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I might just be showcasing my ignorance about the topic (gifted children), but I'd like to propose a frame challenge for your question. Why do you need to know so early? I second the accepted answers that it might be too early to tell. As you also are saying, it might be too early to disentangle the effects of early, loving exposure and her liking of the ...


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Consult with a developmental pediatrician and have him evaluated by an occupational therapist. If there is an issue, it is best to catch it at an early age.


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If your country (Italy) does not have resources for testing and teaching gifted children, consider checking out the neighboring countries. There are other countries in Europe, including Italy's neighbors France, Switzerland, Austria and Slovenia, that have resources for testing and teaching gifted children (Mönks and Pflüger, 2005), see below. There are ...


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Firstly, no "distracting" activities will help him "outgrow" what is potentially ASD. If your son has ASD, he will not outgrow it. You need to know that no matter what you do it is not your fault or under your control whether your child is on the spectrum, but as a parent you can help accommodate your child to help him navigate the world. ...


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At 20 months, my oldest was like yours - very physical. So, the main thing I did with him was to take him outside to play. Running around, climbing on the playground, climbing stairs; all of this within reasonable safety limits, though often a bit outside what others were comfortable with, but I knew my son's limits and how careful he was. Obviously this ...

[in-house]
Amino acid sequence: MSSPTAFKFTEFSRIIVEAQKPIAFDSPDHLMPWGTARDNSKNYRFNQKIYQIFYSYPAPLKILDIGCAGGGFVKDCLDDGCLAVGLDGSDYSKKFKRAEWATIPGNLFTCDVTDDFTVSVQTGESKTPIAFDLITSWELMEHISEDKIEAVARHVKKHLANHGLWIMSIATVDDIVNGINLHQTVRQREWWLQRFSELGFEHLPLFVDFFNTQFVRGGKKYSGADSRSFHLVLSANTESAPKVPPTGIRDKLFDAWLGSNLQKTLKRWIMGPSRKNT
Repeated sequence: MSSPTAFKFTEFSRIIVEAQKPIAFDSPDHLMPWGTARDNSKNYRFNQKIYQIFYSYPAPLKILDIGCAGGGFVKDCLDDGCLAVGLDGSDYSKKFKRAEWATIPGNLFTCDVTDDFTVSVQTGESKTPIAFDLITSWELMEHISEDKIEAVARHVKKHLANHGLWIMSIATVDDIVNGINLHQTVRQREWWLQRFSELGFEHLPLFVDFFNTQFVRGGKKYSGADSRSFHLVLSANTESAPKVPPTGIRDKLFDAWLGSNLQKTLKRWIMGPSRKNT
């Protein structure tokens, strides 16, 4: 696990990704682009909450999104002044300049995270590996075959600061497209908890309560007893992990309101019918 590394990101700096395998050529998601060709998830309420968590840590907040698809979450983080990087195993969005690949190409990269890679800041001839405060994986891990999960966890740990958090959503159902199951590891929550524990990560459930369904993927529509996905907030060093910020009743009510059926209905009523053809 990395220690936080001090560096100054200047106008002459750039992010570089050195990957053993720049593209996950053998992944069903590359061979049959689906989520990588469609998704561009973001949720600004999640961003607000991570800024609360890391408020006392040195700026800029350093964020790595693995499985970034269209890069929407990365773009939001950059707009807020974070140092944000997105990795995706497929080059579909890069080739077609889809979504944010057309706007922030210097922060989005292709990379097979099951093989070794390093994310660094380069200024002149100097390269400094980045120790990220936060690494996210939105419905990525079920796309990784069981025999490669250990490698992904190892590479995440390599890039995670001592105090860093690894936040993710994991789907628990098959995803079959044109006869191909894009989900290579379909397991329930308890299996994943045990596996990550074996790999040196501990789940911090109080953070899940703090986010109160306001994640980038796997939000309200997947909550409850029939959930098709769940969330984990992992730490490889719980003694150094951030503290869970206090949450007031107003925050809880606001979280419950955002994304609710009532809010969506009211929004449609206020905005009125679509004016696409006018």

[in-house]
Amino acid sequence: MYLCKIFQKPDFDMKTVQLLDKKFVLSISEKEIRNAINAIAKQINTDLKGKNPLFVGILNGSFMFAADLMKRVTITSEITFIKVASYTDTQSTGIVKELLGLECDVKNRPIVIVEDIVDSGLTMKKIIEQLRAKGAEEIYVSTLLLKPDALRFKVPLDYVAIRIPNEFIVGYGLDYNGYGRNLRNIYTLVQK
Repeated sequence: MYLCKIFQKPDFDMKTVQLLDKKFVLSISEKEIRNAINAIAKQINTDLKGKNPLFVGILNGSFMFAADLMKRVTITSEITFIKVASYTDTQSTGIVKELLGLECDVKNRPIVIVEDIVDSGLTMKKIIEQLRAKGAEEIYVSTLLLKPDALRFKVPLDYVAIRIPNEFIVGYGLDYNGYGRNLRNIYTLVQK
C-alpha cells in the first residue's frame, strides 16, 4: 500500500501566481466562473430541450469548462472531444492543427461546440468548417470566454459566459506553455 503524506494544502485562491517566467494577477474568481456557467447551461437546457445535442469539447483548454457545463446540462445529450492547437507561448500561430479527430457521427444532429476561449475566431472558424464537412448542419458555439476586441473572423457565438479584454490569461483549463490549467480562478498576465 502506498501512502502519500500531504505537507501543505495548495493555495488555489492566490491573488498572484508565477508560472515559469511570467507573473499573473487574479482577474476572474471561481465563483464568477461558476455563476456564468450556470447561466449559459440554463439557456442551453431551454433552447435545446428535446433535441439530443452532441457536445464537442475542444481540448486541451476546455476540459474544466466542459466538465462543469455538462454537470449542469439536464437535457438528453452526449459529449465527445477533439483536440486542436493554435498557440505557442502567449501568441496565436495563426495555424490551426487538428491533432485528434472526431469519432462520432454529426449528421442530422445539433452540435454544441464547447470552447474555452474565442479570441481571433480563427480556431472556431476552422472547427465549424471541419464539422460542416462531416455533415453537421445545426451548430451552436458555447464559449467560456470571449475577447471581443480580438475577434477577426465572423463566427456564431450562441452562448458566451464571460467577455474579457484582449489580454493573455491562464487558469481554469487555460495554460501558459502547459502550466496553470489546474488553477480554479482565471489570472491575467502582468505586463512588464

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I’m a big fan of child led learning, and by that I mean let the child find what interests her and do that. Are you worried she’s not developing right? If so, ask her pediatrician. Otherwise, she will decide to stand (and then walk) when she decides that she has a reason to do so! Let her do what’s interesting for her, and trust that she’ll get around to ...


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I think that setting a limit, or even a goal to a babies carb intake is much more likely to cause damage than benefit. The amount of food that a person needs differs very much from person to person, some people eat twice as much as others without getting too heavy. With babies the difference is even much bigger, because they grow in phases and because the ...


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For 1-year-old children, the adequate intake is 95 grams per day of carbohydrates (which includes both complex carbohydrates and sugars), according to USDA. This also includes 5 grams of fiber per day. There are no specific USDA guidelines for sugars that I could find. Note that 1-year-olds get sugars mostly from breast milk or formula, and, to a lesser ...


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